May 18, 2013 § Leave a Comment
Here is food for thought- Appendix B from a new study on gender equality in film, from the University of Southern California’s Annenberg School for Communication and Journalism .
The study’s findings are, basically, more of the same, if not worse for the most recent year. (thus Appendix B for your perusal, consideration, reality checking…) On the site, USC Annenberg News, a post from May 13, 2013 notes:
“Across five years (2007, 2008, 2009, 2010 and 2012), 500 top-grossing films at the U.S. box office, and over 21,000 speaking characters, a new study by USC Annenberg found that females represented less than one-third (28.4%) of all speaking characters in 2012 films. When they are on screen, 31% of women in 2012 were shown with at least some exposed skin, and 31.6% were depicted wearing sexually revealing clothing.”
Okay, so I’m not adverse to skin showing. Lust and sex are part of life. And women like to preen sometimes. Flaunt what God gave ya. The study, however, notes that the skin shown tends to be on teenage girl body parts,
adding salt to the wounds of aging female actresses lucky enough to factor within the 28.4% of speaking roles available and calling into question just what “we” intend to do through film. Sell Peter Pan?
And to the lower than 28.4% female representation. Maybe that truly reflects who watches movies and pays for them.
Maybe WOMEN don’t WASTE THEIR TIME WATCHING (teenage skin in) MOVIES?
There’s a “do loop” here? Build Costner’s baseball diamond and the players will show up.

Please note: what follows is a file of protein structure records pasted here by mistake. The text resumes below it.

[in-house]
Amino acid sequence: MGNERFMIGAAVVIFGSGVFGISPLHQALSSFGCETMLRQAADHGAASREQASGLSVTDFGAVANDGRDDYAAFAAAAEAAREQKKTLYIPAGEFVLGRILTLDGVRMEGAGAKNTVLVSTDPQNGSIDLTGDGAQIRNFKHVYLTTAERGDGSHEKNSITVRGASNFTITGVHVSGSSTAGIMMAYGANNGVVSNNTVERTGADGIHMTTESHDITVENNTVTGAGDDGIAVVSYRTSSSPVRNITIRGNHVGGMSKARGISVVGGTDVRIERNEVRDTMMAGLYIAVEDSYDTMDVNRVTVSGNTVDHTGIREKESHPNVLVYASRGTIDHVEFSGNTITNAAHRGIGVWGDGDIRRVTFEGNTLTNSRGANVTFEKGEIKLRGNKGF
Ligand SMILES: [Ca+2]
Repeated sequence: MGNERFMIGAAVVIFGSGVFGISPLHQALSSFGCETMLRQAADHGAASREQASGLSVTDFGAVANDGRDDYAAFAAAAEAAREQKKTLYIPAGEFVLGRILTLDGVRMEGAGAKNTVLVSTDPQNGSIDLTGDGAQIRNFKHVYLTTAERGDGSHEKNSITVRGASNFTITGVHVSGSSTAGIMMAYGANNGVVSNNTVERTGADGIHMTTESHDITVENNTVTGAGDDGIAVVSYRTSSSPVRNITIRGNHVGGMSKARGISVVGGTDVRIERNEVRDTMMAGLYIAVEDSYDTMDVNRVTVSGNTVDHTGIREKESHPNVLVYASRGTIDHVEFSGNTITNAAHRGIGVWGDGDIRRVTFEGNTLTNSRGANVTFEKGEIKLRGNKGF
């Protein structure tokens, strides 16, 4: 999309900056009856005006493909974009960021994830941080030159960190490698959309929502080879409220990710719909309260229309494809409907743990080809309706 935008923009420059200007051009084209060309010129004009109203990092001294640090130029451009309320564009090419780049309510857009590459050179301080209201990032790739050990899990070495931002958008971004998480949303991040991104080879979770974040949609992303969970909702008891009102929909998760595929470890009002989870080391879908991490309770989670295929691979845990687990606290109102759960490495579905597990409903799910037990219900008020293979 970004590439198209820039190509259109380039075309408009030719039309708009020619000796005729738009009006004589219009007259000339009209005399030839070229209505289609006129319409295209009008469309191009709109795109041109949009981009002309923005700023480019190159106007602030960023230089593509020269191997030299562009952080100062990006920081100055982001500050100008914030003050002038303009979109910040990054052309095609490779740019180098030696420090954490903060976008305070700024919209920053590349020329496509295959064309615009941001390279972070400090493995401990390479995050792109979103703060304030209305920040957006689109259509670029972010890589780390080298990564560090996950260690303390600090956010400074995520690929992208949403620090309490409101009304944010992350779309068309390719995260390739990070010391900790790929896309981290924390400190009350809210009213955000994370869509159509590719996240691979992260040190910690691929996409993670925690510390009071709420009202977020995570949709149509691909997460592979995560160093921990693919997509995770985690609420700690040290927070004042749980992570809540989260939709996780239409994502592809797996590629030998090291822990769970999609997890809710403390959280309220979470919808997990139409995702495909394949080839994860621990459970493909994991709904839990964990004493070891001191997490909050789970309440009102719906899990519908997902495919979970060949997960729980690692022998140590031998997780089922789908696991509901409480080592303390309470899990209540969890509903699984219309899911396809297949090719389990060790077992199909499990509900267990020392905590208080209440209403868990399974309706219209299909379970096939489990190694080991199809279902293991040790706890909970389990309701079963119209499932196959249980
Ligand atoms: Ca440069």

Maybe the better question, in light of all these not so surprising Annenberg study findings, is WHERE ARE THE MOVIES WOMEN WANT TO WATCH?
Hey, I like action and adventure- say, the BOURNE flicks- as much as the rest of us, but, speaking of BOURNE, the female leads in them are among my favorite actresses because I admired them in the BOURNE. They could stand on their own, given a well written role. Like SALT, for instance, where Angelina Jolie plays a bang up, save-the-world, angry female fabulous lead. SALT has cruelly few other female speaking parts.
Did part of SALT’s success depend upon men watching Jolie? Will men stop wanting to watch Jolie now that she’s altered her body? What an interesting thing to check. Was it just Angelina’s real boobs that the guys were watching all the time? Will there be a new superstar beauty goddess now, one men consider real? The men who, apparently, are the audience for whom the 78% male speaking roles are writ? And the directors and writers and producers and decision makers.
The full study is available at:
List of 2012 Films in the Sample
Marvel’s The Avengers The Dark Knight Rises The Hunger Games Skyfall
The Hobbit: An Unexpected Journey
The Twilight Saga: Breaking Dawn Part 2
The Amazing Spider-Man Brave
Think Like a Man The Campaign
Dark Shadows Parental Guidance John Carter
This Is 40
Diary of a Wimpy Kid: Dog Days